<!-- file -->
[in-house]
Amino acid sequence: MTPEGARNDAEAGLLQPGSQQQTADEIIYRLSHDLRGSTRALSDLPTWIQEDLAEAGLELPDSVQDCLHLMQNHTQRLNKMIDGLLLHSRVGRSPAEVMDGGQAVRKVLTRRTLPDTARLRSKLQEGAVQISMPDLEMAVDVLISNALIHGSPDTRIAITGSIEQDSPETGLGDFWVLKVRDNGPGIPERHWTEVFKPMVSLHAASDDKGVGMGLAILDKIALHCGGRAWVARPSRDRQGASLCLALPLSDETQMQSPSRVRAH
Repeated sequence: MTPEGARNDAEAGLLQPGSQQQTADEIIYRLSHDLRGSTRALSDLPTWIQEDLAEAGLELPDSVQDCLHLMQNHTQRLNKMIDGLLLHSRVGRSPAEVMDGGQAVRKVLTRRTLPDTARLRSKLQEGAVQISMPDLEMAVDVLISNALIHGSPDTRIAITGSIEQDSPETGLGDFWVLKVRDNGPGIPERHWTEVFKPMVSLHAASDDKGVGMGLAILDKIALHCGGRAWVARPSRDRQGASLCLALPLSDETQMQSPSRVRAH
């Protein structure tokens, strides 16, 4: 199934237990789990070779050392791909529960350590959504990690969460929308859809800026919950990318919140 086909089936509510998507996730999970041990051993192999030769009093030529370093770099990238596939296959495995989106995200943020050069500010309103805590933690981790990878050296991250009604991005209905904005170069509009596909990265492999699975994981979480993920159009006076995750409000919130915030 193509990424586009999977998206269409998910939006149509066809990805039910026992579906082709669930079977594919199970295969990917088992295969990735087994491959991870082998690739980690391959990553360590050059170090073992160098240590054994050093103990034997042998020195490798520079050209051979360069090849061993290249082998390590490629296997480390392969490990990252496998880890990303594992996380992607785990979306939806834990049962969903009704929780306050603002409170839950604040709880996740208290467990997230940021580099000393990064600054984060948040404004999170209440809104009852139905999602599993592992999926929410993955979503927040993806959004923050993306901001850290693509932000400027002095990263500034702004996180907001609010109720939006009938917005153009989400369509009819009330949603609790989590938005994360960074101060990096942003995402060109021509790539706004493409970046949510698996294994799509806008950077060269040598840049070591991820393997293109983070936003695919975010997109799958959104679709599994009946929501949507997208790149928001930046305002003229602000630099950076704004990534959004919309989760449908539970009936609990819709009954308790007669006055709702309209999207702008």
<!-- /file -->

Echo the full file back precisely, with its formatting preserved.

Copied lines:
[in-house]
Amino acid sequence: MTPEGARNDAEAGLLQPGSQQQTADEIIYRLSHDLRGSTRALSDLPTWIQEDLAEAGLELPDSVQDCLHLMQNHTQRLNKMIDGLLLHSRVGRSPAEVMDGGQAVRKVLTRRTLPDTARLRSKLQEGAVQISMPDLEMAVDVLISNALIHGSPDTRIAITGSIEQDSPETGLGDFWVLKVRDNGPGIPERHWTEVFKPMVSLHAASDDKGVGMGLAILDKIALHCGGRAWVARPSRDRQGASLCLALPLSDETQMQSPSRVRAH
Repeated sequence: MTPEGARNDAEAGLLQPGSQQQTADEIIYRLSHDLRGSTRALSDLPTWIQEDLAEAGLELPDSVQDCLHLMQNHTQRLNKMIDGLLLHSRVGRSPAEVMDGGQAVRKVLTRRTLPDTARLRSKLQEGAVQISMPDLEMAVDVLISNALIHGSPDTRIAITGSIEQDSPETGLGDFWVLKVRDNGPGIPERHWTEVFKPMVSLHAASDDKGVGMGLAILDKIALHCGGRAWVARPSRDRQGASLCLALPLSDETQMQSPSRVRAH
């Protein structure tokens, strides 16, 4: 199934237990789990070779050392791909529960350590959504990690969460929308859809800026919950990318919140 086909089936509510998507996730999970041990051993192999030769009093030529370093770099990238596939296959495995989106995200943020050069500010309103805590933690981790990878050296991250009604991005209905904005170069509009596909990265492999699975994981979480993920159009006076995750409000919130915030 193509990424586009999977998206269409998910939006149509066809990805039910026992579906082709669930079977594919199970295969990917088992295969990735087994491959991870082998690739980690391959990553360590050059170090073992160098240590054994050093103990034997042998020195490798520079050209051979360069090849061993290249082998390590490629296997480390392969490990990252496998880890990303594992996380992607785990979306939806834990049962969903009704929780306050603002409170839950604040709880996740208290467990997230940021580099000393990064600054984060948040404004999170209440809104009852139905999602599993592992999926929410993955979503927040993806959004923050993306901001850290693509932000400027002095990263500034702004996180907001609010109720939006009938917005153009989400369509009819009330949603609790989590938005994360960074101060990096942003995402060109021509790539706004493409970046949510698996294994799509806008950077060269040598840049070591991820393997293109983070936003695919975010997109799958959104679709599994009946929501949507997208790149928001930046305002003229602000630099950076704004990534959004919309989760449908539970009936609990819709009954308790007669006055709702309209999207702008």